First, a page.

Front porchneighborhood

► Pedestrian scale

► Steps tie sidewalk to spacious porch

► Conversation range to neighbors on sidewalk

► Eyes on street, enhance safety

► Attractive & compact

world class street
World-class street

Porches embrace sidewalk • Trees between curb & 6’ sidewalk

Street only 24’ wide & curved to calm traffic • Quiet & park-like

magnificent alley
Magnificent alley

Hides driveways & garages, for superior architecture & narrow lots

Hides trash bins and utilities from streets, sidewalks & front porches

beauty of the bike
Beauty of the Bike

The bike needs a tiny fraction of the land required by the motor vehicle

Portland is building bike facilities to divert 25% of all auto trips

Amsterdam and Copenhagen already exceed 30%

Land use

health tools

Policies from CA general plans

Some policies health explicit

Other policies health implicit

Booklet from Public Health Law & Policy

Evaluate the health of your town,

food in the neighborhoods

Supermarket proximity is associated with a better diet

Limited access to fast food for schoolchildren is associated with better diet

Healthy Eating Research Brief 2008; Davis & Carpenter 2009; Active Living Research Brief 2007

retail food landscape
Retail Food Landscape

Ratio of

unhealthy outlets

to healthy outlets

Acceptable –


Unacceptable –

Willits, Hopland, Ukiah

Set standards and priorities for improving food access in underserved neighborhoods

Prioritize development, incentives, and resources

to neighborhoods with the greatest health disparities

Outreach to small markets

Offer incentives and assistance: façade improvements, infrastructure, business planning, distribution channels, WIC/Food Stamp participation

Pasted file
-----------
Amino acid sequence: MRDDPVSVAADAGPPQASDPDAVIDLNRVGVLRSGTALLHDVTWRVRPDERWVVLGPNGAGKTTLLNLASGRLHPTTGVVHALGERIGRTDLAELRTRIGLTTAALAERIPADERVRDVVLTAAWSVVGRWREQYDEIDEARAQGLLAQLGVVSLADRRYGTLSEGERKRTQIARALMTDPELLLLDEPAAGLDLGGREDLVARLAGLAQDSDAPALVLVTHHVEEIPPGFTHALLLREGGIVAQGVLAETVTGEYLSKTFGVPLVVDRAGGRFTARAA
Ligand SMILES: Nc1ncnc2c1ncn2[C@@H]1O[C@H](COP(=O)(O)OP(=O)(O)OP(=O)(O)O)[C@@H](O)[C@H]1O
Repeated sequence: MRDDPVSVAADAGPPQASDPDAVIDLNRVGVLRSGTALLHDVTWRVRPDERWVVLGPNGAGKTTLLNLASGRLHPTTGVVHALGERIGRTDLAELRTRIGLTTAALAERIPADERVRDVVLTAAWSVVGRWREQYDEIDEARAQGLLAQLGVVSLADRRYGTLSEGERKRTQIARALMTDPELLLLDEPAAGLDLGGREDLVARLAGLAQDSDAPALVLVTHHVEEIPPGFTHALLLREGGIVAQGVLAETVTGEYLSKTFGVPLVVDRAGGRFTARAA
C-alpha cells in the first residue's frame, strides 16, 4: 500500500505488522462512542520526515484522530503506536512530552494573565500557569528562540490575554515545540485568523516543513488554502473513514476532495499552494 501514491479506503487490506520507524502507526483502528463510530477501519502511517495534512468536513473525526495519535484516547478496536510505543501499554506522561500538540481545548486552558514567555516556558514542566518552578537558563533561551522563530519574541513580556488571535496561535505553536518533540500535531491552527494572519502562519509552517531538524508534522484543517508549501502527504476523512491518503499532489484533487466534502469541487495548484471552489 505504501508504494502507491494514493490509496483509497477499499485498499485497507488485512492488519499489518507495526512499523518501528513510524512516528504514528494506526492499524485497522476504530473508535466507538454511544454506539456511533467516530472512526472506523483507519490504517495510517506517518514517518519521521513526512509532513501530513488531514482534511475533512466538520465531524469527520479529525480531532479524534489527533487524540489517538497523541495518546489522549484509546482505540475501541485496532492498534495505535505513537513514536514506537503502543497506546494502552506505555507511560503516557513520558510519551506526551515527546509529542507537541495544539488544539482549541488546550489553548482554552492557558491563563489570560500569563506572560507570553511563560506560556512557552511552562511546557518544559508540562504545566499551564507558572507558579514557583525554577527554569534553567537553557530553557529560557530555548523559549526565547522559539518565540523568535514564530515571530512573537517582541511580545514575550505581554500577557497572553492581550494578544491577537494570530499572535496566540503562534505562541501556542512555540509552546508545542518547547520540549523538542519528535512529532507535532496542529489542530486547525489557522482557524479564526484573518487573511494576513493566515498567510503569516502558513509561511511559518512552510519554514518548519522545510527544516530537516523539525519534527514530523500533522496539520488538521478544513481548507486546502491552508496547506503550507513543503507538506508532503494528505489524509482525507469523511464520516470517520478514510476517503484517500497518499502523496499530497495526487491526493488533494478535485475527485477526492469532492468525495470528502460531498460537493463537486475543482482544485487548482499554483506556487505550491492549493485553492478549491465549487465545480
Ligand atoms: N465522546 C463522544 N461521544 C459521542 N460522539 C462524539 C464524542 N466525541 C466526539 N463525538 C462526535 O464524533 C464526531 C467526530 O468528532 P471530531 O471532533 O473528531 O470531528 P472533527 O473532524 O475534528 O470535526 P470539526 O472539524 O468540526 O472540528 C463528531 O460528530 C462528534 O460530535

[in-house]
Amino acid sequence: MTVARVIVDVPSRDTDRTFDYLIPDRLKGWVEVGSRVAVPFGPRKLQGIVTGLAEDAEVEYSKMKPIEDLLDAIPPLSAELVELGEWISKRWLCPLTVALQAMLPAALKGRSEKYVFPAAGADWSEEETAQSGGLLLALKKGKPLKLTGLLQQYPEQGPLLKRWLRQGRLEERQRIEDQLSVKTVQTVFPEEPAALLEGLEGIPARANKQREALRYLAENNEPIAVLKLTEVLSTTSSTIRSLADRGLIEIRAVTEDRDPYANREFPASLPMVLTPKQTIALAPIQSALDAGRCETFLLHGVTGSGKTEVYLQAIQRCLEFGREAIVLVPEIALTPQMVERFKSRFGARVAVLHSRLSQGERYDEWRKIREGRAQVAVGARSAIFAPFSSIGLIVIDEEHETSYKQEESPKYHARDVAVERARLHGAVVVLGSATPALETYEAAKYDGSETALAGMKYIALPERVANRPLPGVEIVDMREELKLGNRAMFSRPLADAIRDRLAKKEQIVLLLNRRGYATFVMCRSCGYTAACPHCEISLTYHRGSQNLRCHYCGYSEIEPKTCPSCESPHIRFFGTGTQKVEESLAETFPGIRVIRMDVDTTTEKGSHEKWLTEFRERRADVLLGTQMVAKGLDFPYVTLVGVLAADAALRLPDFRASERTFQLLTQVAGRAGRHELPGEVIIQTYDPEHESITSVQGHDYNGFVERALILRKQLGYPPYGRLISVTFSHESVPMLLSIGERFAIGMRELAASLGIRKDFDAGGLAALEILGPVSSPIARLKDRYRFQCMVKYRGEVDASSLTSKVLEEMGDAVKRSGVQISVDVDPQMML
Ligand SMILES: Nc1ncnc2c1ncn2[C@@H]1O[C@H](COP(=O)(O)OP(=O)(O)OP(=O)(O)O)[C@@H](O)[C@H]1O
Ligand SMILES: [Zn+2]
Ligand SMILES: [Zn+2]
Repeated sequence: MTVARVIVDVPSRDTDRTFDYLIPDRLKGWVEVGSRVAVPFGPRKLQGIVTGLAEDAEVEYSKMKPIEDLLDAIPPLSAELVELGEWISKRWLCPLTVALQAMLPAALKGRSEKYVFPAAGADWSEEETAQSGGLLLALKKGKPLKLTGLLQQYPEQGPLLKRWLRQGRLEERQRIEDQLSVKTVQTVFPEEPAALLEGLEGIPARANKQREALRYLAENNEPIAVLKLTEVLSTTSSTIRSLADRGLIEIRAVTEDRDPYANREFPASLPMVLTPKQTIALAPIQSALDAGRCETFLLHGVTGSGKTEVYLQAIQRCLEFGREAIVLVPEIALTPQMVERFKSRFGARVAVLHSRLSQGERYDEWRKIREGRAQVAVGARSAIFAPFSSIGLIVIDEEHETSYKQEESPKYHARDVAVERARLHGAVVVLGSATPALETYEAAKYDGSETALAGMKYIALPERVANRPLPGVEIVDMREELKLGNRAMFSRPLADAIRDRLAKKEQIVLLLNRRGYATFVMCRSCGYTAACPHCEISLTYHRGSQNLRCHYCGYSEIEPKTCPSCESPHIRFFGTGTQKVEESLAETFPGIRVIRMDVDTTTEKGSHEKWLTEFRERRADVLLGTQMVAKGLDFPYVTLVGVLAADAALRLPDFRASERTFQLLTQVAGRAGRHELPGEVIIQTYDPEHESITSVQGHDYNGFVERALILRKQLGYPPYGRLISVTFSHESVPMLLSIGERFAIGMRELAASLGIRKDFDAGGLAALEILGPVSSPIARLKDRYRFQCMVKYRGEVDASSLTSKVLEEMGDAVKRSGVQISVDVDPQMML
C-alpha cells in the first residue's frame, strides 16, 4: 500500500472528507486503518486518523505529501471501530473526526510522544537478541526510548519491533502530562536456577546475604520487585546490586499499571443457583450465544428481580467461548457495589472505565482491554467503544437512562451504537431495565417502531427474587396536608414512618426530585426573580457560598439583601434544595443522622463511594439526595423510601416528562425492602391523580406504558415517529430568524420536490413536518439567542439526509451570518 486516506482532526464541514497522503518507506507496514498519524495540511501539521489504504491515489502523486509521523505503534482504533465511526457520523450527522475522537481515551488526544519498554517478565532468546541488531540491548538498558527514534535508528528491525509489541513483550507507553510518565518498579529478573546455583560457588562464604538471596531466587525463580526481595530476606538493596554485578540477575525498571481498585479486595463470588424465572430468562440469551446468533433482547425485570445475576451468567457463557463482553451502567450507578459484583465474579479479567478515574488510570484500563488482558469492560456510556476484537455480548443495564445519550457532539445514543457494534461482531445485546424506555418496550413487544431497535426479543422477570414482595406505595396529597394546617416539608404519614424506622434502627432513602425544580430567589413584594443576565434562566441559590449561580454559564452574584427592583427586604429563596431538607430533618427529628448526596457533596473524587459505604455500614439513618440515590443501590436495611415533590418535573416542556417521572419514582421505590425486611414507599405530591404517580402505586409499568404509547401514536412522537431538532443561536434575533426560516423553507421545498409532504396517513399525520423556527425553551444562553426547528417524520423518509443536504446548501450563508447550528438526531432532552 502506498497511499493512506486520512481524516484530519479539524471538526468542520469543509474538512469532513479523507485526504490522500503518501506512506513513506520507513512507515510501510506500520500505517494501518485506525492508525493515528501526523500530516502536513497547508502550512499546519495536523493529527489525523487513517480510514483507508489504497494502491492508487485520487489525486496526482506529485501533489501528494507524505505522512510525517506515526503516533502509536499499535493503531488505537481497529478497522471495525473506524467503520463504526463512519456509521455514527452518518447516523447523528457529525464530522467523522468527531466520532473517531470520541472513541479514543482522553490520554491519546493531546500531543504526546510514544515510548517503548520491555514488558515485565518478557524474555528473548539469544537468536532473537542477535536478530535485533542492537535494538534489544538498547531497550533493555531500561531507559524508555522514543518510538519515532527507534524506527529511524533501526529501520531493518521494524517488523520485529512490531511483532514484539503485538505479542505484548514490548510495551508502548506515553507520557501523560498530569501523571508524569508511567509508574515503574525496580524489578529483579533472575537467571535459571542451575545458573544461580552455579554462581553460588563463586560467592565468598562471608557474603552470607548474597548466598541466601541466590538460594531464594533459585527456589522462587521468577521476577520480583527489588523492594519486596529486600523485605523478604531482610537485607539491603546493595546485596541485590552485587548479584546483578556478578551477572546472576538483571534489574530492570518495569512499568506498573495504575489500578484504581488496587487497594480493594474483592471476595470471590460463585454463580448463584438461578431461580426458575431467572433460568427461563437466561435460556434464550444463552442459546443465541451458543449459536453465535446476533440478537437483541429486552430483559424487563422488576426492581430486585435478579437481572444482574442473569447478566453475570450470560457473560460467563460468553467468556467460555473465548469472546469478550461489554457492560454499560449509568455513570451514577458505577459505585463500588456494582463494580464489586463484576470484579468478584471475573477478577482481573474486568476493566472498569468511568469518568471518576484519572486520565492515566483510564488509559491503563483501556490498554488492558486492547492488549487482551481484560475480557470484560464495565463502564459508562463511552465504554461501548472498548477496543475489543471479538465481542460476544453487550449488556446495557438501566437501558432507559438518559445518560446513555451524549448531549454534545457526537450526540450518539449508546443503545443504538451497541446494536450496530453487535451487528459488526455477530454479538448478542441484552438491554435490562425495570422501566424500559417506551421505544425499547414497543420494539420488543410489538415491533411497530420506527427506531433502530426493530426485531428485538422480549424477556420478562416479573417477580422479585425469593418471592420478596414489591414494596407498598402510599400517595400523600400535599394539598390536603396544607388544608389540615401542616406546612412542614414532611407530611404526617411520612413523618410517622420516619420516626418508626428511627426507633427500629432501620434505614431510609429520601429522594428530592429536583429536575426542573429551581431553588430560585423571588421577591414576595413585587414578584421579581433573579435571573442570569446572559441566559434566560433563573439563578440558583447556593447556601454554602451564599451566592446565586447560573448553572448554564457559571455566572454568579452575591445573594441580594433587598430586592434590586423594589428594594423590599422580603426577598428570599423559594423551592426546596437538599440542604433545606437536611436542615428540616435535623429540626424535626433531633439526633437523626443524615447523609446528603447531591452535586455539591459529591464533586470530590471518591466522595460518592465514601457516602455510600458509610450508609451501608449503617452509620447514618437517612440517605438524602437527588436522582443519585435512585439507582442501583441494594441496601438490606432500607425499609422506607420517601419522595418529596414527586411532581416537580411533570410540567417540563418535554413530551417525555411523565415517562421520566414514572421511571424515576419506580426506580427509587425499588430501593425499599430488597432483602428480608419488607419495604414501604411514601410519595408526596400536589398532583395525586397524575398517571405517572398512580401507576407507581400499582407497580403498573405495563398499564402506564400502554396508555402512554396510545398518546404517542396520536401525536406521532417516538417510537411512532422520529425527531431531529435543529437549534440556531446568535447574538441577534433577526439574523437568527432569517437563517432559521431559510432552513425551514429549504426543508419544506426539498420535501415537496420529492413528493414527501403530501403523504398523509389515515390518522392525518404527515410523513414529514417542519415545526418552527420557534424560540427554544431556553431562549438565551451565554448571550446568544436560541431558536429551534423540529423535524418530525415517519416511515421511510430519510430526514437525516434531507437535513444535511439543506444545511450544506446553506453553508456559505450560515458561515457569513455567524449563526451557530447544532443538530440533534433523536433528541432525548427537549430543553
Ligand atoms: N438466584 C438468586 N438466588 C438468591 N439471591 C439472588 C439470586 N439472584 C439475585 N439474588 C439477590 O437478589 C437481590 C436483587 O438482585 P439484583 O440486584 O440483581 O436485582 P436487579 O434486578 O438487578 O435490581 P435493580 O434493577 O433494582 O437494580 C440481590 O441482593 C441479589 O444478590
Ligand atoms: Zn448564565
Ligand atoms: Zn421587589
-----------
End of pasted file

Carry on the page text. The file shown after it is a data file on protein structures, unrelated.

Create a balanced food environment

Zoning standards for fast food outlets

Standards: Quotas, Density, Distance

mendocino s toolbox1
Mendocino’s toolbox

Regional Blueprint

Regional Transportation Plan

Priority Development Areas • Priority Conservation Areas

General Plans • Land Use Codes

Strategic Investment of Grants

Transportation Best Practices MCOG East Bay Tour

Participants, sponsored by California Endowment March 18 & 19, 2010

Mari Rodin& Mary Anne Landis(Ukiah)

Doug Hammerstrom& Dan Gjerde(Fort Bragg)

Lauren Sinnott&Joe Riboli(Point Arena)

Kendall Smith& Linda Helland(Mendocino County)

Participants, sponsored by MCOG

Chris Carterette&Katryna Baker(Fort Bragg);Alan Falleri(Willits)

Jessica Stull-Otto&Dusty Duley(Mendocino County);Ben Kageyama(Ukiah)

Loretta Ellard, Janet Orth&Nephele Barrett(MCOG);Dan Baxter(MTA)

March 18 & 19, 2010

Special thanks to our gracious hosts & presenters

Doug Johnson (MTC) & Christy Riviere (ABAG); Cara Houser (Panoramic Interests)

Lena Velasco(Richmond) &Nancy Baer(CCHS);Heather Wooten(Public Health Law & Policy)

Ed Balico, Dennis Tagashira, Erwin Blancaflor, Robert Reber & Lisa Hammon (Hercules)

Other participants

Lisa Davey-Bates (Lake APC); George Reinhardt (NHUDG)

John Miki (Opticos); Jeffery Tumlin (Nelson-Nygaard)

Transportation Best Practices MCOG East Bay Tour